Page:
There are many things I am proud to have done professionally; there are many things I will miss about being an educator.
High on the list of those things is the Family Library experience I was privileged to facilitate, which I saw firsthand had a variety of benefits, from promoting parent-child bonding to enhancing LMC-community relations.
Parents liked the convenience of coming right to the school library (often in addition to, as much as in lieu of, going to the public library). I liked that it helped me get to know the students better, in the context of their family dynamics.
For non- or limited- English-speaking parents, whose children often translated their needs to me, I was happy to encourage them to read to their children in their native language and to provide books with which they could do that.
For those parents who wanted to learn or to help their children learn English, I was happy to share bilingual dictionaries, as well as pictorial dictionaries for them to use—sometimes for the entire school year.
For the mother of a hearing impaired infant, I was happy to provide American Sign Language dictionaries, and other books that many of the students enjoyed using as recreational reading.
All told, I am grateful that once-upon-a-time, my colleague trusted me to edit her library visitation report, and that the librarian whose library she visited and wrote about—who incidentally was retiring at the end of the year in which my colleague visited her library—inspired me to reach the students and the parents in a most gratifying way–by starting a Family Library!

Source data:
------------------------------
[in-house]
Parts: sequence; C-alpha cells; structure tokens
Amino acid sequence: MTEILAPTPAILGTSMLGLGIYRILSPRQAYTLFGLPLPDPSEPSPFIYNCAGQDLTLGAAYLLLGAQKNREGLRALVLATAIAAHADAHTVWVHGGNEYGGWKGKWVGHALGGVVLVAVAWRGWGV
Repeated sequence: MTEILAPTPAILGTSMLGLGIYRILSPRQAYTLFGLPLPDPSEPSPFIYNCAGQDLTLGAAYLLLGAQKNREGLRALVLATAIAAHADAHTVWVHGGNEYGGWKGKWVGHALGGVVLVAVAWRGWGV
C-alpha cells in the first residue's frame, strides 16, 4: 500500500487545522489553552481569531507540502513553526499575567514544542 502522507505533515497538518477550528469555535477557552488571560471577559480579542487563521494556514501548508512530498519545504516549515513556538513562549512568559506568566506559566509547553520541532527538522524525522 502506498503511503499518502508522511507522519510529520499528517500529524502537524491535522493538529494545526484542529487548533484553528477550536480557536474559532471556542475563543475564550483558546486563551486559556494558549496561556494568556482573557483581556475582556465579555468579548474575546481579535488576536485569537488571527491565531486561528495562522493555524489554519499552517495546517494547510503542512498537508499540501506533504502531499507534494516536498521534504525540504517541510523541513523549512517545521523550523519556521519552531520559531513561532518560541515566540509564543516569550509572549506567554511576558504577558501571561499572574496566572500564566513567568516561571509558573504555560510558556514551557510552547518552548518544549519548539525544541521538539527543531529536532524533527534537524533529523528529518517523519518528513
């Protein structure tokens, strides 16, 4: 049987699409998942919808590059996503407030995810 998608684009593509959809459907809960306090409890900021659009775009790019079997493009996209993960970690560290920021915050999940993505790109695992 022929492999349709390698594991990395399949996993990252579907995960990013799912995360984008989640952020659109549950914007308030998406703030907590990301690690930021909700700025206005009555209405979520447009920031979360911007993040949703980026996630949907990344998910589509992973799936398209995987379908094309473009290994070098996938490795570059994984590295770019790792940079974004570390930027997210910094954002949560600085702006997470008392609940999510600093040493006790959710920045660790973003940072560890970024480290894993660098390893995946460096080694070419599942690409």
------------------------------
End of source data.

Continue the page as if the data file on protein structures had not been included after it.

Whatever time an LMS might volunteer or whatever inconvenience an LMS might suffer, the investment is more than repaid by the fulfillment the LMS will feel promoting a shared love of reading between parents and their children, who will be in each other’s lives long after the LMS exits.
And, in that regard, if an LMS does not already own a copy, I heartily recommend setting the tone for the Family Library by sharing with parents Rosemary Wells’ thoroughly engaging book: Read to Your Bunny.
Like it or not, parents are the first and best teachers to give their children an authentic love of reading. A Family Library helps parents have the confidence and convenient access to the resources they need to do that.
By inviting parents into the school library, LMS’s find a way to invite themselves, their love of books, and their expertise into students’ homes where they can invisibly partner with parents who will love reading their children into being twenty-first century learners and leaders.
And in return, as if the promotion of student reading were not gift enough, the LMS’s gain staunch backers, who understand, appreciate, and defend the school library program and its funding.
Providing a Family Library experience for all the school library stakeholders (including faculty and staff who got into the Family Library spirit by borrowing materials for their children and grandchildren!) is a wonderful service that I never regretted facilitating.
Why not give it a try? What have you got to lose compared with all you have to gain?